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fresh off the boat
Newly immigrated, especially without having yet assimilated the host country's language, culture, and/or behavior. My grandfather was still fresh off the boat when he opened up his business here in 1820, and he didn't speak a lick of English.
fob (someone or something) off on (someone or something)
1. To lie about the goods that one is selling. He's a rube, so we can definitely fob this piece of junk off on him.
2. To turn an unwanted person or thing over to someone else. Why are you fobbing Albert off on me? I don't want to spend time with that dullard any more than you do!
3. To avoid someone or something through lies or deceit. I didn't feel like working in the tutoring center today, so I fobbed my teacher off with the first excuse I could think of.
fob someone or something off (on or onto someone)
to get rid of someone or something by transferring someone or something to someone. Don't try to fob your girlfriend off on me! He also fobbed off a bad car on Jane. Some car dealers are always trying to fob something off.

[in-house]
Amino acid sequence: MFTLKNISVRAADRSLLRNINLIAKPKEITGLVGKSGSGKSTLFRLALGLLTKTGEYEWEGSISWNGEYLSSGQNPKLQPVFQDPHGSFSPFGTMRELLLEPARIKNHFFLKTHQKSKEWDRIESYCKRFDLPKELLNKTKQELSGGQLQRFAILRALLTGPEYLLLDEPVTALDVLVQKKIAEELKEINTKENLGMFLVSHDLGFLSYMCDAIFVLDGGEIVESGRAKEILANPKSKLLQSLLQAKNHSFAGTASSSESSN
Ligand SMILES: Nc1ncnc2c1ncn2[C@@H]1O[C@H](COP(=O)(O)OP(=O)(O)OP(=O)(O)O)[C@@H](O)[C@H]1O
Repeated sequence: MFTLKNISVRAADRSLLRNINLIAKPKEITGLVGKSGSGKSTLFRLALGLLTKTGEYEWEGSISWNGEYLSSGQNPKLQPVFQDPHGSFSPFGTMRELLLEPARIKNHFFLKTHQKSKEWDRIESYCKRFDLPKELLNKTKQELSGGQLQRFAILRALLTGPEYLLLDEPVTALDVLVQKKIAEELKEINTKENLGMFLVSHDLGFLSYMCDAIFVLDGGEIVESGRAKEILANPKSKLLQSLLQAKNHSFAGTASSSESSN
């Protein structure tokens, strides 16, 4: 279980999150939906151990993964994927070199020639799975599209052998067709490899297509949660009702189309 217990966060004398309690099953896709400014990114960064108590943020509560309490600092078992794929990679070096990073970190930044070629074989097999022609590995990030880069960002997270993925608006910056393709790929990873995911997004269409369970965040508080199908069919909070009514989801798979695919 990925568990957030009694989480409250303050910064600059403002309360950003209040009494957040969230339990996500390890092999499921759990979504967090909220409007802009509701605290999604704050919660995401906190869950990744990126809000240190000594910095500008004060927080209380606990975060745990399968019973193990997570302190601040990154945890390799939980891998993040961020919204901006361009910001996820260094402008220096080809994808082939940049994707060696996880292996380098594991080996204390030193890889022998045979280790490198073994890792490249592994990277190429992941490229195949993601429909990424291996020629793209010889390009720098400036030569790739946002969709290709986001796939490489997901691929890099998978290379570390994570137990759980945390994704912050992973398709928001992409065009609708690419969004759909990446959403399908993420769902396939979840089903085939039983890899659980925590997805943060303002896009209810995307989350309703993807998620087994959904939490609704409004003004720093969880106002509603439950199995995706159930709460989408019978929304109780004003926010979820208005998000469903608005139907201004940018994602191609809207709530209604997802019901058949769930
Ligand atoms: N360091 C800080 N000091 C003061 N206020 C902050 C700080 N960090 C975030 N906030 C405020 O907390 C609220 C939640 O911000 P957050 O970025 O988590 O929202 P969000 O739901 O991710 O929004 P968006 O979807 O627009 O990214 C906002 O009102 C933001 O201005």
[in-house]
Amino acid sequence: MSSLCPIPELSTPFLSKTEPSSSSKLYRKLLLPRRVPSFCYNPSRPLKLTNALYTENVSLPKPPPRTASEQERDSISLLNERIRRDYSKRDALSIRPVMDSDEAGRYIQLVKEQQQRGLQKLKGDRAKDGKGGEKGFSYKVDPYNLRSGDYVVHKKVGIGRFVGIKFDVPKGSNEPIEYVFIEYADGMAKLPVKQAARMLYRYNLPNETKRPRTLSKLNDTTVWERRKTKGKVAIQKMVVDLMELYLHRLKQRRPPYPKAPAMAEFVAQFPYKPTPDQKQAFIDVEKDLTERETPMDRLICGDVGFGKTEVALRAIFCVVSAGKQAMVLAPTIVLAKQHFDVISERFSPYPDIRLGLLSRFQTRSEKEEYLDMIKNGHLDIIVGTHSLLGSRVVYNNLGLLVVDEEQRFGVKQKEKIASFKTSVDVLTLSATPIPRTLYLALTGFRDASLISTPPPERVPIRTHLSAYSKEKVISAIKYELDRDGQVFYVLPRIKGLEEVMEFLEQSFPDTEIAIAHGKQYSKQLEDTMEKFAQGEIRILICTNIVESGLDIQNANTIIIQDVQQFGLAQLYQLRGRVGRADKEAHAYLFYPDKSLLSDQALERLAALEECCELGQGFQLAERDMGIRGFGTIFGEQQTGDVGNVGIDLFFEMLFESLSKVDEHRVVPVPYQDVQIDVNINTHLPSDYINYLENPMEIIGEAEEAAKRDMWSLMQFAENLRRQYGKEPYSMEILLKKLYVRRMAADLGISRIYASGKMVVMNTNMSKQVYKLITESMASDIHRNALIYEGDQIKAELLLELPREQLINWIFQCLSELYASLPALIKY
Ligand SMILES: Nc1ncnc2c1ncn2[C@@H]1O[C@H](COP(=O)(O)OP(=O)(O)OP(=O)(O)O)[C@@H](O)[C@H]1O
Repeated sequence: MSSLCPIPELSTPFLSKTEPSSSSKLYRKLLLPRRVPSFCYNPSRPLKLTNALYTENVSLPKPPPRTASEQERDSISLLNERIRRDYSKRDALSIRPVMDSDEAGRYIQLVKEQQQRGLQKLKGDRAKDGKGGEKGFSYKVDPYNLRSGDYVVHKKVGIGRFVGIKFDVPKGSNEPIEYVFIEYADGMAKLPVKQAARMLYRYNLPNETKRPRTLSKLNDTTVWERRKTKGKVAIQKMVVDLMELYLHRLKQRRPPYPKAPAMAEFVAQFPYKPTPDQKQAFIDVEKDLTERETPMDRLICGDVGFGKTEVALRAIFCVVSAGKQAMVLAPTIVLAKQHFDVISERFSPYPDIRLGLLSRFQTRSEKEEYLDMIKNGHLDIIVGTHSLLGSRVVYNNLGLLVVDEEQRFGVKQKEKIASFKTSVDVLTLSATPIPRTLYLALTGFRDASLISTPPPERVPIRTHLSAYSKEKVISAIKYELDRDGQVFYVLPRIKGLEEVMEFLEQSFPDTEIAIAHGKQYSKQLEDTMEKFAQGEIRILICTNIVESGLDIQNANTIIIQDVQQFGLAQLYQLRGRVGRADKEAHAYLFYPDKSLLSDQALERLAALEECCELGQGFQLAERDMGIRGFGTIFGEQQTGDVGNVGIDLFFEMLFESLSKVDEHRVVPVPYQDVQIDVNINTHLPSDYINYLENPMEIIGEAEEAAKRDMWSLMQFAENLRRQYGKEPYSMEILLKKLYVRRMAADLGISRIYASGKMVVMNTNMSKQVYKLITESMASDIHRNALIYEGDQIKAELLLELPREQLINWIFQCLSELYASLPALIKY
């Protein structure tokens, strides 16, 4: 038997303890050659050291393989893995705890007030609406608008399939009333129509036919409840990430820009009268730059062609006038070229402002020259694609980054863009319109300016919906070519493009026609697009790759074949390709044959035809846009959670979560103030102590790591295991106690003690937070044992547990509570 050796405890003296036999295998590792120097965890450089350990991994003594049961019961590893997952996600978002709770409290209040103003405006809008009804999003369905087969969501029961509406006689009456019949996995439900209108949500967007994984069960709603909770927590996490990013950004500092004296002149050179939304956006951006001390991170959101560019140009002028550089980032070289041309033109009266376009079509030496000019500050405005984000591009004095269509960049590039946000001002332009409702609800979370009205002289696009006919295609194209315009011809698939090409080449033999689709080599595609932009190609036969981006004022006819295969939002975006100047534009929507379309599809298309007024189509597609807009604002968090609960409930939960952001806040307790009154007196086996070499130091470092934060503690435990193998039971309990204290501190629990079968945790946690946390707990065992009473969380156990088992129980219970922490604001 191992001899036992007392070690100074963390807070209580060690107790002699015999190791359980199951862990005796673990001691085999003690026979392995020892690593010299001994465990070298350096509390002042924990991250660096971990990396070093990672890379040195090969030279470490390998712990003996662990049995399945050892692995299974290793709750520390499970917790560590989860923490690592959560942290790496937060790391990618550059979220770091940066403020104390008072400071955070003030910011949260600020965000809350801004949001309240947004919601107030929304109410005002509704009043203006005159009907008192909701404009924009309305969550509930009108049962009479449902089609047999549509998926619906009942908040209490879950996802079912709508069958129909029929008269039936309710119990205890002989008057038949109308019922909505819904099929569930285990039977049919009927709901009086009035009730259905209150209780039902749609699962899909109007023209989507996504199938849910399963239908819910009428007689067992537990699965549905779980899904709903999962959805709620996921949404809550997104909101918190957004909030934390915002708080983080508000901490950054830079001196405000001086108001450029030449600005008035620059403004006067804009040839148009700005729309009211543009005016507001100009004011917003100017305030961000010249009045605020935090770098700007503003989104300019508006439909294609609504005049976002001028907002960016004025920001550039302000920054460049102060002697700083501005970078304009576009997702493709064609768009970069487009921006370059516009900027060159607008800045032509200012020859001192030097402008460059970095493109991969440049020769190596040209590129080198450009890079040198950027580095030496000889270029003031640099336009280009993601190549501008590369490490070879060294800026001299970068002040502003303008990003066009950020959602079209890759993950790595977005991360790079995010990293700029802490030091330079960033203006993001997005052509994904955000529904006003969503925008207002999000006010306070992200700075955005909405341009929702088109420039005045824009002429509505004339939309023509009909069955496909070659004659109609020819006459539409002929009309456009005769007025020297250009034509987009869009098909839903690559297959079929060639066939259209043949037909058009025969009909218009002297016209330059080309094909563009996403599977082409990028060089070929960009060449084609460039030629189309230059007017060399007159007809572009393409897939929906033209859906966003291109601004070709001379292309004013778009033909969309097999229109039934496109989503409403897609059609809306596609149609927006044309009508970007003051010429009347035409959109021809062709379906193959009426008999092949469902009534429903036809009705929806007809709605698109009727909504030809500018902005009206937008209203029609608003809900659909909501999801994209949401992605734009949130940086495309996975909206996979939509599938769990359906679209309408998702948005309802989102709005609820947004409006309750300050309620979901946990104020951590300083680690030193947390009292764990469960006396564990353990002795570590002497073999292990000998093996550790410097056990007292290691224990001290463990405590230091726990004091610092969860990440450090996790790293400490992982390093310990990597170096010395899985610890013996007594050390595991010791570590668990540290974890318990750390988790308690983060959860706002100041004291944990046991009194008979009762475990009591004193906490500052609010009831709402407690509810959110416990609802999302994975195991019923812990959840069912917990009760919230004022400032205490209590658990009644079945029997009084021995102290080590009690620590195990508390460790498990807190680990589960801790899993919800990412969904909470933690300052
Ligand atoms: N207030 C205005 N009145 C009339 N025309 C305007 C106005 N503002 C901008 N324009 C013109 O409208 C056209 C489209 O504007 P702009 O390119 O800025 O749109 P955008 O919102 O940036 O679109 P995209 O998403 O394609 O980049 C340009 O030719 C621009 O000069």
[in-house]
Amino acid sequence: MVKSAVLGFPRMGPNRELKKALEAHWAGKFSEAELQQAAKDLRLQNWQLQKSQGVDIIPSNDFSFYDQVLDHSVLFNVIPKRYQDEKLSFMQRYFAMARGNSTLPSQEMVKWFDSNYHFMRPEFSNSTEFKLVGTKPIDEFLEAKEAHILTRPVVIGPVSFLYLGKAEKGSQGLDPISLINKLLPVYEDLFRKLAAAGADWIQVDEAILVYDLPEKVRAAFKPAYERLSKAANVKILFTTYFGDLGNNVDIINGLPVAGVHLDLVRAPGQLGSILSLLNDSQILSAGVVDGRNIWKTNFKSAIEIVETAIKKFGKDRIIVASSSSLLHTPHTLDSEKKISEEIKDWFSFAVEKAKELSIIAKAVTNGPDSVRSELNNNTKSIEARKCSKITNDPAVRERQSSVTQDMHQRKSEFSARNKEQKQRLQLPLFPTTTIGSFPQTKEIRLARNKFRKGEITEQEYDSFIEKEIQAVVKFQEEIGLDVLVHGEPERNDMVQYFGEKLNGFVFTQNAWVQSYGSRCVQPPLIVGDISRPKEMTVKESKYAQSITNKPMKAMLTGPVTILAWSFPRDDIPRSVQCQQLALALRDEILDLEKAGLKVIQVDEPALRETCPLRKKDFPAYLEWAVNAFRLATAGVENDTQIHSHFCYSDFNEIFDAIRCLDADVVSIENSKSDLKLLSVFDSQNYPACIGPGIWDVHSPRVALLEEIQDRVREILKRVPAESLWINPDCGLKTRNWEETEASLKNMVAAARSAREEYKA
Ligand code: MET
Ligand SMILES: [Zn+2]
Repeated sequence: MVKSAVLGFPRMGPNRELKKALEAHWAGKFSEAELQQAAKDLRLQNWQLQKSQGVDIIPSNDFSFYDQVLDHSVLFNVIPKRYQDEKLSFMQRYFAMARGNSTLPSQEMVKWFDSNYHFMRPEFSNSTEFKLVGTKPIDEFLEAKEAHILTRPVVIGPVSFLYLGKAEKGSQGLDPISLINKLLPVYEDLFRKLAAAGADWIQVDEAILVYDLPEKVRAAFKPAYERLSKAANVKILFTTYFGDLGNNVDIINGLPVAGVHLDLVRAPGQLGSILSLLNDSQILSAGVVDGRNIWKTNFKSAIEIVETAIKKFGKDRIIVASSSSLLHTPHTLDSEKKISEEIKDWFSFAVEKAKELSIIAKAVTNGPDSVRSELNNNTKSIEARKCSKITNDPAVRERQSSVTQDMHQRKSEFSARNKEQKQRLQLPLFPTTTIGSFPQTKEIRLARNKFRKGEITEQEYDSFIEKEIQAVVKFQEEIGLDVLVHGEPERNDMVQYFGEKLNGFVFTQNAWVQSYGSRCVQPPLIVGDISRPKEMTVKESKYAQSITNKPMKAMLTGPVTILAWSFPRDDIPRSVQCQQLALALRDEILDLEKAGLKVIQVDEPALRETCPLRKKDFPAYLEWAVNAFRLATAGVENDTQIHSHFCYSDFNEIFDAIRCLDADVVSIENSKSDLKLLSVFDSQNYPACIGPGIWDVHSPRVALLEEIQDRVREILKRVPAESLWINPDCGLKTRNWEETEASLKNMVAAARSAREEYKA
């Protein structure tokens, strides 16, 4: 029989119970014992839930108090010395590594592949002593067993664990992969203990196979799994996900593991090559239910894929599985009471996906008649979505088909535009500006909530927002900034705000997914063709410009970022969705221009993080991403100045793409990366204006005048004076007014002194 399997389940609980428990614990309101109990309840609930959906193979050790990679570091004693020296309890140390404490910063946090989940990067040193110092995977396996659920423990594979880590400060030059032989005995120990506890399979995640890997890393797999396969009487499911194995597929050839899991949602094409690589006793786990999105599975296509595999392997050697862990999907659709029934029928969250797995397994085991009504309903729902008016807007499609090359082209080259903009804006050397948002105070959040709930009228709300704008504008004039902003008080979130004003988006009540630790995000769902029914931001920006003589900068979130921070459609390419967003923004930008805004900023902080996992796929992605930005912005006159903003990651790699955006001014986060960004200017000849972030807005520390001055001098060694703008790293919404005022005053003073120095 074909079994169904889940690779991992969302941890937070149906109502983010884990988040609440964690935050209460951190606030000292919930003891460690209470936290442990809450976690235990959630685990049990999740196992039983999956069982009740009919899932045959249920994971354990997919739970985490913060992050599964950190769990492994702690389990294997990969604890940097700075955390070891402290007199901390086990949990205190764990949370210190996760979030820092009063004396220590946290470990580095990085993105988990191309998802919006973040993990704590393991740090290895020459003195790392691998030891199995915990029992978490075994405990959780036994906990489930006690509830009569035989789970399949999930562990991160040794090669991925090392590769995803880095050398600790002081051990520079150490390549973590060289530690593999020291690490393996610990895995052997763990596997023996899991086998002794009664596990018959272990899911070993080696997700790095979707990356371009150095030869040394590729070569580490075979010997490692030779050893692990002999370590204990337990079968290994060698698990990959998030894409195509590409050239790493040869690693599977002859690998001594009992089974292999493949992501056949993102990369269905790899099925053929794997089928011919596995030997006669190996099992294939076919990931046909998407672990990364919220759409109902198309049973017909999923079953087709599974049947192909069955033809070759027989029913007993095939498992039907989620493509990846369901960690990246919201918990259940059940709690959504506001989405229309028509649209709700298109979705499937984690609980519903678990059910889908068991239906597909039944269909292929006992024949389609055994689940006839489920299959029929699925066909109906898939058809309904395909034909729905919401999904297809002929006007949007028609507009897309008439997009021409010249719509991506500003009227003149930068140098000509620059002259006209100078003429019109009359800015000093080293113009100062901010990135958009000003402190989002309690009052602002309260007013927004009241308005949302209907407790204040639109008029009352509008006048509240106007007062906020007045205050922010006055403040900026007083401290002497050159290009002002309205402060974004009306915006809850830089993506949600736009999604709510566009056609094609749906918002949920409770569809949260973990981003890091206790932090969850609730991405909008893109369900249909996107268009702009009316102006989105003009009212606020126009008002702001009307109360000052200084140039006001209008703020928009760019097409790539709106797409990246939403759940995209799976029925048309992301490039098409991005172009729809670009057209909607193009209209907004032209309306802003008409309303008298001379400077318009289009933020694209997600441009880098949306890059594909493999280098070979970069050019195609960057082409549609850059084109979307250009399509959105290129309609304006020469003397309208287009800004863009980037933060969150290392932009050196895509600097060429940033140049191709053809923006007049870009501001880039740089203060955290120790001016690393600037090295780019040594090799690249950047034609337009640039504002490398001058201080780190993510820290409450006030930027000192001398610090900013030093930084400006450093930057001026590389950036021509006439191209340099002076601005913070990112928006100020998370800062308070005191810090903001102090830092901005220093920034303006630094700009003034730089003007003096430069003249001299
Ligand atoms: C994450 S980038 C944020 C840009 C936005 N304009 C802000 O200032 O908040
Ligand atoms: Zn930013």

1. Sell or dispose of goods by fraud or deception, as in They tried to fob off the zircon as a diamond. [c. 1600]
2. Put off or appease by deceitful means, as in We needed her help but were fobbed off by promises. [c. 1600]
1. To dispose of something by fraud or deception; palm off: The jeweler fobbed off the zircon as a diamond. The crook fobbed the broken computer off as functional.
2. To put someone off or appease someone by deceit or evasion: He wanted to go on a date, but she fobbed him off with excuses. The landlord fobbed off the tenants' complaints for another month.
mod. fresh off the boat; as gullible and trusting as a new immigrant. (Initialism. A play on the initials of Free on Board.) Where did you get those FOB shoes? Blue suede is back?